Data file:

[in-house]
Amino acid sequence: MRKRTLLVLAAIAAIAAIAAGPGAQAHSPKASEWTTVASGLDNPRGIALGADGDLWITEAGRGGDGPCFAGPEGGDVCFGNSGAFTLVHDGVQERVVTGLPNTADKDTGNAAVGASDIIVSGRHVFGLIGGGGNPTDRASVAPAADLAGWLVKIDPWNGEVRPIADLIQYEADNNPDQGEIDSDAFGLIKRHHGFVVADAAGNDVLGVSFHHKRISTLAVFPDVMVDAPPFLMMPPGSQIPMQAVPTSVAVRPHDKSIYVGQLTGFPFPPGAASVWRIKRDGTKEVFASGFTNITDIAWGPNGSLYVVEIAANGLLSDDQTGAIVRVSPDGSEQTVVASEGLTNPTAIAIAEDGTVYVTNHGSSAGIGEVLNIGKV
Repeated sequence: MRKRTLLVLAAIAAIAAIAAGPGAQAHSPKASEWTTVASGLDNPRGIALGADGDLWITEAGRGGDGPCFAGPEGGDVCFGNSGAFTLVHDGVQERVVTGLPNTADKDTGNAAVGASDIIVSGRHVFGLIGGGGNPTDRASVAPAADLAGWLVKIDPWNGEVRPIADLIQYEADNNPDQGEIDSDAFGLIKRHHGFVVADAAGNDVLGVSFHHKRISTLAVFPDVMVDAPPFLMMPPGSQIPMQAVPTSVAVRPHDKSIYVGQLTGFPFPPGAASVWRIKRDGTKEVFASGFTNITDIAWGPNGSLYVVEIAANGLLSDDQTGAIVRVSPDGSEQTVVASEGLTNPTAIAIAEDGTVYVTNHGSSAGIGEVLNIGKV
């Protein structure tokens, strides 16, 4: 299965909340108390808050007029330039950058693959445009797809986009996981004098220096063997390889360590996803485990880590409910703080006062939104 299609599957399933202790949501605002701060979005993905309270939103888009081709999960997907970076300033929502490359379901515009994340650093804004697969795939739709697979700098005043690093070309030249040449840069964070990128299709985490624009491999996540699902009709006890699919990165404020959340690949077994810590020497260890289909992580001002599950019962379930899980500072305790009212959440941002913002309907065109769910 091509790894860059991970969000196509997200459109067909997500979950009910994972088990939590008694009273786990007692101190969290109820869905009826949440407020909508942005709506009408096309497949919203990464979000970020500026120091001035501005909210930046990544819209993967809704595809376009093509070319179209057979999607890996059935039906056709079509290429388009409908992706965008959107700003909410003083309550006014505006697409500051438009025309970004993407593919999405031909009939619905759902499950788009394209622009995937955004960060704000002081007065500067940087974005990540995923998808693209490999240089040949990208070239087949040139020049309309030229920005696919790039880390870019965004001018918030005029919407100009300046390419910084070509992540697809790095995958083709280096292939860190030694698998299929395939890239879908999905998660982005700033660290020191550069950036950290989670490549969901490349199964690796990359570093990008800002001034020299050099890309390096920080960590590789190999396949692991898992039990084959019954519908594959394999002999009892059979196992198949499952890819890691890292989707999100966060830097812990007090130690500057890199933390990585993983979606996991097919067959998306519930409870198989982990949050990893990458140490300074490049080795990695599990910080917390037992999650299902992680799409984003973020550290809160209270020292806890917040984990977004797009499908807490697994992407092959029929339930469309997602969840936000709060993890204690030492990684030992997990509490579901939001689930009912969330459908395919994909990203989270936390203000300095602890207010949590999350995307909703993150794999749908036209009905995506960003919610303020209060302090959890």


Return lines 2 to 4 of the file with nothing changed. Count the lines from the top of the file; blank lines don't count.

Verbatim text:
Amino acid sequence: MRKRTLLVLAAIAAIAAIAAGPGAQAHSPKASEWTTVASGLDNPRGIALGADGDLWITEAGRGGDGPCFAGPEGGDVCFGNSGAFTLVHDGVQERVVTGLPNTADKDTGNAAVGASDIIVSGRHVFGLIGGGGNPTDRASVAPAADLAGWLVKIDPWNGEVRPIADLIQYEADNNPDQGEIDSDAFGLIKRHHGFVVADAAGNDVLGVSFHHKRISTLAVFPDVMVDAPPFLMMPPGSQIPMQAVPTSVAVRPHDKSIYVGQLTGFPFPPGAASVWRIKRDGTKEVFASGFTNITDIAWGPNGSLYVVEIAANGLLSDDQTGAIVRVSPDGSEQTVVASEGLTNPTAIAIAEDGTVYVTNHGSSAGIGEVLNIGKV
Repeated sequence: MRKRTLLVLAAIAAIAAIAAGPGAQAHSPKASEWTTVASGLDNPRGIALGADGDLWITEAGRGGDGPCFAGPEGGDVCFGNSGAFTLVHDGVQERVVTGLPNTADKDTGNAAVGASDIIVSGRHVFGLIGGGGNPTDRASVAPAADLAGWLVKIDPWNGEVRPIADLIQYEADNNPDQGEIDSDAFGLIKRHHGFVVADAAGNDVLGVSFHHKRISTLAVFPDVMVDAPPFLMMPPGSQIPMQAVPTSVAVRPHDKSIYVGQLTGFPFPPGAASVWRIKRDGTKEVFASGFTNITDIAWGPNGSLYVVEIAANGLLSDDQTGAIVRVSPDGSEQTVVASEGLTNPTAIAIAEDGTVYVTNHGSSAGIGEVLNIGKV
């Protein structure tokens, strides 16, 4: 299965909340108390808050007029330039950058693959445009797809986009996981004098220096063997390889360590996803485990880590409910703080006062939104 299609599957399933202790949501605002701060979005993905309270939103888009081709999960997907970076300033929502490359379901515009994340650093804004697969795939739709697979700098005043690093070309030249040449840069964070990128299709985490624009491999996540699902009709006890699919990165404020959340690949077994810590020497260890289909992580001002599950019962379930899980500072305790009212959440941002913002309907065109769910 091509790894860059991970969000196509997200459109067909997500979950009910994972088990939590008694009273786990007692101190969290109820869905009826949440407020909508942005709506009408096309497949919203990464979000970020500026120091001035501005909210930046990544819209993967809704595809376009093509070319179209057979999607890996059935039906056709079509290429388009409908992706965008959107700003909410003083309550006014505006697409500051438009025309970004993407593919999405031909009939619905759902499950788009394209622009995937955004960060704000002081007065500067940087974005990540995923998808693209490999240089040949990208070239087949040139020049309309030229920005696919790039880390870019965004001018918030005029919407100009300046390419910084070509992540697809790095995958083709280096292939860190030694698998299929395939890239879908999905998660982005700033660290020191550069950036950290989670490549969901490349199964690796990359570093990008800002001034020299050099890309390096920080960590590789190999396949692991898992039990084959019954519908594959394999002999009892059979196992198949499952890819890691890292989707999100966060830097812990007090130690500057890199933390990585993983979606996991097919067959998306519930409870198989982990949050990893990458140490300074490049080795990695599990910080917390037992999650299902992680799409984003973020550290809160209270020292806890917040984990977004797009499908807490697994992407092959029929339930469309997602969840936000709060993890204690030492990684030992997990509490579901939001689930009912969330459908395919994909990203989270936390203000300095602890207010949590999350995307909703993150794999749908036209009905995506960003919610303020209060302090959890």